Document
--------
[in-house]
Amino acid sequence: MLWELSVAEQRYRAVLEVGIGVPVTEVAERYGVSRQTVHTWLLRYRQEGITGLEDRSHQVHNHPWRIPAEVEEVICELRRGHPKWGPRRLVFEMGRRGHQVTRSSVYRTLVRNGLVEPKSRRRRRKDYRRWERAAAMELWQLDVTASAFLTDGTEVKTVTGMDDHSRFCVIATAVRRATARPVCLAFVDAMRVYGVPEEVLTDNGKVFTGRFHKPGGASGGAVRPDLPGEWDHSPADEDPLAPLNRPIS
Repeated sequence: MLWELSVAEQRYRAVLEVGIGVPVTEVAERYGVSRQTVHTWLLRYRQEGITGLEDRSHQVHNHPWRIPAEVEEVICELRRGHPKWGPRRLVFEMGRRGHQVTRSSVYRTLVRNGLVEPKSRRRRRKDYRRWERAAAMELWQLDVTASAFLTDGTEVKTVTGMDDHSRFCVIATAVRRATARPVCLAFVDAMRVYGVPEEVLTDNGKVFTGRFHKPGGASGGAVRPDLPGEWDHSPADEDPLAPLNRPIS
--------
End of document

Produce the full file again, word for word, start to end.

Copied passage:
[in-house]
Amino acid sequence: MLWELSVAEQRYRAVLEVGIGVPVTEVAERYGVSRQTVHTWLLRYRQEGITGLEDRSHQVHNHPWRIPAEVEEVICELRRGHPKWGPRRLVFEMGRRGHQVTRSSVYRTLVRNGLVEPKSRRRRRKDYRRWERAAAMELWQLDVTASAFLTDGTEVKTVTGMDDHSRFCVIATAVRRATARPVCLAFVDAMRVYGVPEEVLTDNGKVFTGRFHKPGGASGGAVRPDLPGEWDHSPADEDPLAPLNRPIS
Repeated sequence: MLWELSVAEQRYRAVLEVGIGVPVTEVAERYGVSRQTVHTWLLRYRQEGITGLEDRSHQVHNHPWRIPAEVEEVICELRRGHPKWGPRRLVFEMGRRGHQVTRSSVYRTLVRNGLVEPKSRRRRRKDYRRWERAAAMELWQLDVTASAFLTDGTEVKTVTGMDDHSRFCVIATAVRRATARPVCLAFVDAMRVYGVPEEVLTDNGKVFTGRFHKPGGASGGAVRPDLPGEWDHSPADEDPLAPLNRPIS